The proposed rule also would permit belt air to be used to ventilate equipment setup or removal areas if the mine operator meets the same specified safety precautions. If intake air passes through a belt entry where the belt is not operating, and is coursed onto a setup or removal area, the specified precautions would not apply. For example, during longwall setup, stoppings are removed to access the belt entry at certain locations. If the belt cannot be operated, the specified precautions are not required. However, if any of the air that passes through the belt entry has passed over a belt that is being operated or has been operated within the previous four hours, the specified requirements would apply.

Separation of the belt entry from the primary escapeway entry is required by existing § 75.380(g). Under the current regulations, the belt air course must be separated with permanent ventilation controls from return air courses and from other intake air courses. Section 75.350(a) of the proposed rule would require separation of the belt air course from return air courses and other intake air courses with permanent stoppings. It requires that the belt air course cannot be used as a return air course. It also requires that belt air cannot be used to ventilate the working sections or setup or removal areas except as specified in proposed § 75.350(b). When the mine operator meets the conditions specified in § 75.350(b), separation of the belt air course from intake air courses, other than primary escapeways, would not be required.

Since existing § 75.321 requires that the oxygen level in areas where persons work or travel be no less than 19.5 percent, we have not included a minimum oxygen requirement in this section. Also, existing § 75.323(b) limits the methane in intake air courses, including belt air courses, to 1.0 percent, so we have not included this requirement in proposed § 75.350.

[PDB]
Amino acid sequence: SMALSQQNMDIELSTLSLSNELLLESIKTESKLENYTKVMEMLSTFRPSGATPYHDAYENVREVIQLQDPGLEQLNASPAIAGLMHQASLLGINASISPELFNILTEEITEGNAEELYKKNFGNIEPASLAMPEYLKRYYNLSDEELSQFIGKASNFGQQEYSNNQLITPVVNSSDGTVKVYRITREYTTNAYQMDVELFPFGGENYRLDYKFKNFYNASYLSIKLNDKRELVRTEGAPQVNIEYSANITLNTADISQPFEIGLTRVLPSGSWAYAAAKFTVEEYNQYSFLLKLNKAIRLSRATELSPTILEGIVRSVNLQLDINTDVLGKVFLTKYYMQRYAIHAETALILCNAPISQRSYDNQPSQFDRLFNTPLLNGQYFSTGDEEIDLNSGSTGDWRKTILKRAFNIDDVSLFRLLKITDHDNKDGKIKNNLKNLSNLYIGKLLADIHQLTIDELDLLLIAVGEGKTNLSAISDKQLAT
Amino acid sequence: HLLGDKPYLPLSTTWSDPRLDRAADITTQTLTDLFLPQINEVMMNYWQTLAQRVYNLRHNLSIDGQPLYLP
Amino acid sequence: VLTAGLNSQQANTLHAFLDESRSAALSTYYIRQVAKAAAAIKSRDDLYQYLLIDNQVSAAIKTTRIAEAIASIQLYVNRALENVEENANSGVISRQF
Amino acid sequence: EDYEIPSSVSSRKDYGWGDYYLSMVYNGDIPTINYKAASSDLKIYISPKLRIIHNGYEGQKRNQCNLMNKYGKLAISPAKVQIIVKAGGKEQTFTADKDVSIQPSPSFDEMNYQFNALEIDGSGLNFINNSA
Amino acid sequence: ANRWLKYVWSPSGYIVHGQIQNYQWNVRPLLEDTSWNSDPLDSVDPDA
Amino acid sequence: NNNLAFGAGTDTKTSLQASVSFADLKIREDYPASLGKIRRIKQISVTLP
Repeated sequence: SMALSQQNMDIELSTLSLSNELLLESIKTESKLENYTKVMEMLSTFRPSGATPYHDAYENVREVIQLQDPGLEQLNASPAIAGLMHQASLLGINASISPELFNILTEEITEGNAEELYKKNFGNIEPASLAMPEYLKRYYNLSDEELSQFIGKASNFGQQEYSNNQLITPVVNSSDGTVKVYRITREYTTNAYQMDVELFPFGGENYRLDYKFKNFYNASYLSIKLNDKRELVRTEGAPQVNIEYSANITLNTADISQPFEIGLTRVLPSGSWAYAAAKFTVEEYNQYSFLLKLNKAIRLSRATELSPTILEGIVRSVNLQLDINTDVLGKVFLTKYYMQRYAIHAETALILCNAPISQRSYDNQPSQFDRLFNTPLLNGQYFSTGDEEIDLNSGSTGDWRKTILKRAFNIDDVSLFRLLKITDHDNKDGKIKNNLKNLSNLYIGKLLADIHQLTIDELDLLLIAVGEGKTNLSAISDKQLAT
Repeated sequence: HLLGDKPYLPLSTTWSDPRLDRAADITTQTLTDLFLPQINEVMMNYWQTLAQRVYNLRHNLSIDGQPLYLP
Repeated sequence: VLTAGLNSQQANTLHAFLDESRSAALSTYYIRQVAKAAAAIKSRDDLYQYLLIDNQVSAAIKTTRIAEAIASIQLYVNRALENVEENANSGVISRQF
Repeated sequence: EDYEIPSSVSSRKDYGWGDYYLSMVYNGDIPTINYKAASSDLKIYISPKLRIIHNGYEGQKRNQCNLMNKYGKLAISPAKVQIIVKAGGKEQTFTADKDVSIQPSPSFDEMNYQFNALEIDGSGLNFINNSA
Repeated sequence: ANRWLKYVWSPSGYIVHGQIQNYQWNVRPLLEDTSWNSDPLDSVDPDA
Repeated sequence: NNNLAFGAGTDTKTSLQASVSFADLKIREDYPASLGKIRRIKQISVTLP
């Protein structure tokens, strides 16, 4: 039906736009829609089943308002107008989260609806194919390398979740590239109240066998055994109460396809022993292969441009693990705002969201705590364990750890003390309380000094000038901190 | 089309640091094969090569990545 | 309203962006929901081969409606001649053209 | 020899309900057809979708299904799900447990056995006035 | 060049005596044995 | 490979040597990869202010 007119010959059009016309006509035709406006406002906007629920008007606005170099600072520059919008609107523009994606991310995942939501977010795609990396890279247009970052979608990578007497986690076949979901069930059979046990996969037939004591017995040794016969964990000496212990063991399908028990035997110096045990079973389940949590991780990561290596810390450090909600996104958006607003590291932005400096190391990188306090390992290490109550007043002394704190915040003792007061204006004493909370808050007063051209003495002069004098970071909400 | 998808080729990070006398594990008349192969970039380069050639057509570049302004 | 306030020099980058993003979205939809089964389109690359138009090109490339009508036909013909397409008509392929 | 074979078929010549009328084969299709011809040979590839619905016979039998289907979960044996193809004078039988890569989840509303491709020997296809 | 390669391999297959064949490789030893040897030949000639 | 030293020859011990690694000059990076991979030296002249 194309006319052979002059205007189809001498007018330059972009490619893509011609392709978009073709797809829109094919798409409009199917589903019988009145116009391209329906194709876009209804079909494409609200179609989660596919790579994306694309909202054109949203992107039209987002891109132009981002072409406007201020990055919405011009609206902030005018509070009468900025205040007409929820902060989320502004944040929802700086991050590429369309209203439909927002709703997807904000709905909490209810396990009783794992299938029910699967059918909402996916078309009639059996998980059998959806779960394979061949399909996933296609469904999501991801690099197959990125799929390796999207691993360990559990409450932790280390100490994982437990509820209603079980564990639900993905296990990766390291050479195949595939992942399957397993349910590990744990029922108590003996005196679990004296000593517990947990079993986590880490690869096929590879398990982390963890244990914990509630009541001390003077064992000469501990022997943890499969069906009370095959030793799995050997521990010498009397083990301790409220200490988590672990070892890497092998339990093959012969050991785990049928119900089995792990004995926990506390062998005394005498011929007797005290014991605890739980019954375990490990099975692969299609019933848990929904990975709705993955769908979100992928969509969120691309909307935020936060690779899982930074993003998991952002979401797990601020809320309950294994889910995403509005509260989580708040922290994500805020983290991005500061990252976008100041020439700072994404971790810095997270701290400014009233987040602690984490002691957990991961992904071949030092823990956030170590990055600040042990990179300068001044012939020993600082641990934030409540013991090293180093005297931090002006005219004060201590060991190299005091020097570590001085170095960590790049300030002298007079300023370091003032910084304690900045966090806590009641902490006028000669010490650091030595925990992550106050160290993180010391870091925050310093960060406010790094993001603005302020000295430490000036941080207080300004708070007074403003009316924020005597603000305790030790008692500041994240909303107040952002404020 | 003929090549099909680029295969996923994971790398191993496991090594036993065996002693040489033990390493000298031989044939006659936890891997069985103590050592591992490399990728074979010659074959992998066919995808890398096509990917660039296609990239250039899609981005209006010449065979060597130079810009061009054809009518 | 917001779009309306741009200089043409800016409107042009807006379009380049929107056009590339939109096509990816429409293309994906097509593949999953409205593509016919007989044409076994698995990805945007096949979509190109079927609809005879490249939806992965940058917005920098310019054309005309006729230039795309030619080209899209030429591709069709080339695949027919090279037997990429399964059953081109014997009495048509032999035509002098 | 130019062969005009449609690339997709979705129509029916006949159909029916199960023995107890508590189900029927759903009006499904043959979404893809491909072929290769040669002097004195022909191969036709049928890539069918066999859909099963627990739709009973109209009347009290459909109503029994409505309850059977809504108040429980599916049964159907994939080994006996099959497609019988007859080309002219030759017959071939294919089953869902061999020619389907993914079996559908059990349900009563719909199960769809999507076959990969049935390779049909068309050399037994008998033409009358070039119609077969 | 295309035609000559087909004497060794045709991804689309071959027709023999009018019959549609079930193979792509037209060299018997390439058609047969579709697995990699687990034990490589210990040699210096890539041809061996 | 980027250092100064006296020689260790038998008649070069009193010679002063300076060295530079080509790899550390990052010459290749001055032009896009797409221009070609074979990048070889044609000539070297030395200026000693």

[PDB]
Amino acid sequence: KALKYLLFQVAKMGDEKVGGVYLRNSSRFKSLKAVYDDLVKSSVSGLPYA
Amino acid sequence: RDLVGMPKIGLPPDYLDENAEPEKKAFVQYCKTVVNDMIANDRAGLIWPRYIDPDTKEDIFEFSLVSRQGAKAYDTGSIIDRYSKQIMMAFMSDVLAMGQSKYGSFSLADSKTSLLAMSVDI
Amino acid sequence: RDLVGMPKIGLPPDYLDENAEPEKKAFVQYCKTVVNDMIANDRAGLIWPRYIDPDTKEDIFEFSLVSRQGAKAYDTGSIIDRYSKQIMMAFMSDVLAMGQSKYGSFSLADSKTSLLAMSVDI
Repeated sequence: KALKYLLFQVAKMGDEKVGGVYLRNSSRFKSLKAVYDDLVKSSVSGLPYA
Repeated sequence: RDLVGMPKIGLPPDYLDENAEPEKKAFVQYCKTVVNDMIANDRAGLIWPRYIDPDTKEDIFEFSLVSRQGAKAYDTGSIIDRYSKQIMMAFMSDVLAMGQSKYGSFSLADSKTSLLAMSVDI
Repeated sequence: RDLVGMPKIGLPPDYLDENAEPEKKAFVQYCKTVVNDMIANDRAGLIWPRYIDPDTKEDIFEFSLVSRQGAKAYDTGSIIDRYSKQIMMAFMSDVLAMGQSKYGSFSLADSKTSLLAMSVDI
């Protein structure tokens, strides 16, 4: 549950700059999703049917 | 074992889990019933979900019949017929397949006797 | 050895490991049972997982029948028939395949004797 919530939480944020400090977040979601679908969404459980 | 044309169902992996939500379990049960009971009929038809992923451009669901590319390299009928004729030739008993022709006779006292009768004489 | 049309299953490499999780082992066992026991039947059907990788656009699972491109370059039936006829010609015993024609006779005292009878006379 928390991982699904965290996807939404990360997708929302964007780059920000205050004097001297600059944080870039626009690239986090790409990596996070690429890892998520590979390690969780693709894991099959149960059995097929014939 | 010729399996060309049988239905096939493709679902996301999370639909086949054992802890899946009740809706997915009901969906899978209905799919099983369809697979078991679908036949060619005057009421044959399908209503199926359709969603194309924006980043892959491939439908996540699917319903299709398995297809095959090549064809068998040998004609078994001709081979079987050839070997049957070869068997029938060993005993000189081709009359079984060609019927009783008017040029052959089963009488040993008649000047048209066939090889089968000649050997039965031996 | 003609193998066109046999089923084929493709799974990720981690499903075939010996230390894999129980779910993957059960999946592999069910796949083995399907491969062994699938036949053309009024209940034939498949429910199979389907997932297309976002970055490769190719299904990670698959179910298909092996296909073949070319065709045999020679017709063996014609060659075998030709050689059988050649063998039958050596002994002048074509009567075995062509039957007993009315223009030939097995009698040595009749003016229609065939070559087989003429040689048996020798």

Existing § 75.350 requires that the air velocity in the belt entries be limited to the amount necessary to provide an adequate supply of oxygen in these entries and to assure that the air contains less than 1.0 percent methane. We have not included in the proposed rule the provision in existing § 75.350 that limits the air velocity in the belt entry. The intent of this restriction was to reduce fanning and propagation of flames in the event of a fire. Donald Mitchell, a mine fire expert, commented in written testimony to the Advisory Committee that limiting the velocity in the belt entry actually does not produce the intended results. Research has shown that higher velocities have a cooling effect on developing fires, and higher quantities reduce concentrations of volatile gases. In effect, the restriction of velocity creates additional potential hazards of smoke rollback, methane and hydrogen layering, and development of fuel-rich fires. We agree with Mr. Mitchell's conclusions and have not retained the requirement limiting the velocity in the proposal.

For mines using an AMS with CO sensors for fire detection in the belt entry, proposed § 75.351(e)(3) would require a minimum velocity of 50 feet per minute (fpm) in the belt entry unless the spacing is reduced to 350 feet between CO sensors, in which case, the velocity can be lower. Our experience shows that for an AMS with CO sensors to function properly as an early-warning fire detection system, the products of combustion must be transported to the sensors. This method of transport is the ventilation air current. The Advisory Committee concluded that a minimum air velocity of 50 fpm is necessary to ensure timely transport of combustion products to sensors. However, more recent research conducted by the National Institute of Occupational Safety and Health (NIOSH) indicates lower velocities can be used if sensor spacing is reduced. In zero-flow conditions, NIOSH has found sensor spacing of 105 meters (344 feet) to be effective for early-warning fire detection (Edwards et al. 1997). We recognize that mines will have some air flow within the belt entries. Therefore, we are requiring that maximum sensor spacing be reduced to 350 feet in areas where less than 50 fpm is maintained to provide adequate fire protection capabilities.